systole


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sys·to·le

 (sĭs′tə-lē)
n.
The rhythmic contraction of the heart, especially of the ventricles, by which blood is driven through the aorta and pulmonary artery after each dilation or diastole.

[Greek sustolē, contraction, from sustellein, to contract; see systaltic.]

sys·tol′ic (sĭ-stŏl′ĭk) adj.
American Heritage® Dictionary of the English Language, Fifth Edition. Copyright © 2016 by Houghton Mifflin Harcourt Publishing Company. Published by Houghton Mifflin Harcourt Publishing Company. All rights reserved.

systole

(ˈsɪstəlɪ)
n
(Physiology) contraction of the heart, during which blood is pumped into the aorta and the arteries that lead to the lungs. Compare diastole
[C16: via Late Latin from Greek sustolē, from sustellein to contract; see systaltic]
systolic adj
Collins English Dictionary – Complete and Unabridged, 12th Edition 2014 © HarperCollins Publishers 1991, 1994, 1998, 2000, 2003, 2006, 2007, 2009, 2011, 2014

sys•to•le

(ˈsɪs təˌli, -li)

n.
1. the normal rhythmical contraction of the heart, during which the blood in the chambers is forced onward. Compare diastole.
2. (in classical prosody) the shortening of a syllable regularly long.
[1570–80; < Greek systolḗ contraction, n. derivative of systéllein to draw together, contract = sy- sy- + stéllein to prepare, send, gather; compare diastole, systaltic]
sys•tol•ic (sɪˈstɒl ɪk) adj.
Random House Kernerman Webster's College Dictionary, © 2010 K Dictionaries Ltd. Copyright 2005, 1997, 1991 by Random House, Inc. All rights reserved.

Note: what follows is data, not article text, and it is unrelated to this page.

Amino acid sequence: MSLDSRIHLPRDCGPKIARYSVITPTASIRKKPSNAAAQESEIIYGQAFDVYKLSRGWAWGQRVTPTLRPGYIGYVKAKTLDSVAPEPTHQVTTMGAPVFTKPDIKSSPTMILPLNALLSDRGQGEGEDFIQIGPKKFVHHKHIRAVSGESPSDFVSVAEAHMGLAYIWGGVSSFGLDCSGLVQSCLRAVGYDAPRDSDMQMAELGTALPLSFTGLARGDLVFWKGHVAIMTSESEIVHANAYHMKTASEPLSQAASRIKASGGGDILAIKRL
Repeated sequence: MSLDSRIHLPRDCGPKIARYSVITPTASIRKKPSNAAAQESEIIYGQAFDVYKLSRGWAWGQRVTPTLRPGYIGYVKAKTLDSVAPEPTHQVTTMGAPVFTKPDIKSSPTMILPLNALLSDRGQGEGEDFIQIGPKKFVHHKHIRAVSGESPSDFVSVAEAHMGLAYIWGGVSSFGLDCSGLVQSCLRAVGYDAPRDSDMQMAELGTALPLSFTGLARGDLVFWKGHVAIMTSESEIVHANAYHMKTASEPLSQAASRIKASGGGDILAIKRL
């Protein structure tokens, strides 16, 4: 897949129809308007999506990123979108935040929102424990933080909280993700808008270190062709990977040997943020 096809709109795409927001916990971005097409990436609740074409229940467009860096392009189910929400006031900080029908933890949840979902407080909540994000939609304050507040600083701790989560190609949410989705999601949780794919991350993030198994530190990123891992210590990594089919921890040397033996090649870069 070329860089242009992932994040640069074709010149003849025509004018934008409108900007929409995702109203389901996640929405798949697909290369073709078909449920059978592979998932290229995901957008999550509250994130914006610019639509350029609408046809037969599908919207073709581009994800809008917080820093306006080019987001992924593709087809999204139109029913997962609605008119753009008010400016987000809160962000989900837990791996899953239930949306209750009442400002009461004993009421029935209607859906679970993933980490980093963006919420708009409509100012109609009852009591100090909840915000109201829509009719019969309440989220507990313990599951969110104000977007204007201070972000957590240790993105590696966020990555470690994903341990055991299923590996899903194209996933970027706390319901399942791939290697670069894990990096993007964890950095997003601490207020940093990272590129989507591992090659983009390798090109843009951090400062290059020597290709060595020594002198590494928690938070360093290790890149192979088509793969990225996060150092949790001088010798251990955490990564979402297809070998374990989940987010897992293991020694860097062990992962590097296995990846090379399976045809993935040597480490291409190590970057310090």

sys·to·le

(sĭs′tə-lē)
The period during the normal beating of the heart in which contraction of the ventricles occurs, forcing blood into the aorta and the arteries that lead to the lungs. Compare diastole.
The American Heritage® Student Science Dictionary, Second Edition. Copyright © 2014 by Houghton Mifflin Harcourt Publishing Company. Published by Houghton Mifflin Harcourt Publishing Company. All rights reserved.

systole

the rhythmic contraction of the heart, and especially of the ventricles, following each dilatation. Cf. diastole.systolic, adj.
See also: Heart
the shortening of a syllable that is naturally long. Cf. diastole. — systolic, adj.
See also: Verse
-Ologies & -Isms. Copyright 2008 The Gale Group, Inc. All rights reserved.

systole

A contraction of the heart. Compare diastole.
Dictionary of Unfamiliar Words by Diagram Group Copyright © 2008 by Diagram Visual Information Limited
ThesaurusAntonymsRelated WordsSynonymsLegend:
Noun1.systole - the contraction of the chambers of the heart (especially the ventricles) to drive blood into the aorta and pulmonary arterysystole - the contraction of the chambers of the heart (especially the ventricles) to drive blood into the aorta and pulmonary artery
heartbeat, beat, pulse, pulsation - the rhythmic contraction and expansion of the arteries with each beat of the heart; "he could feel the beat of her heart"
extrasystole - a premature systole resulting in a momentary cardiac arrhythmia
Based on WordNet 3.0, Farlex clipart collection. © 2003-2012 Princeton University, Farlex Inc.
Translations

systole

[ˈsɪstəlɪ] N (Med) → sístole f
Collins Spanish Dictionary - Complete and Unabridged 8th Edition 2005 © William Collins Sons & Co. Ltd. 1971, 1988 © HarperCollins Publishers 1992, 1993, 1996, 1997, 2000, 2003, 2005

systole

n (Physiol) → Systole f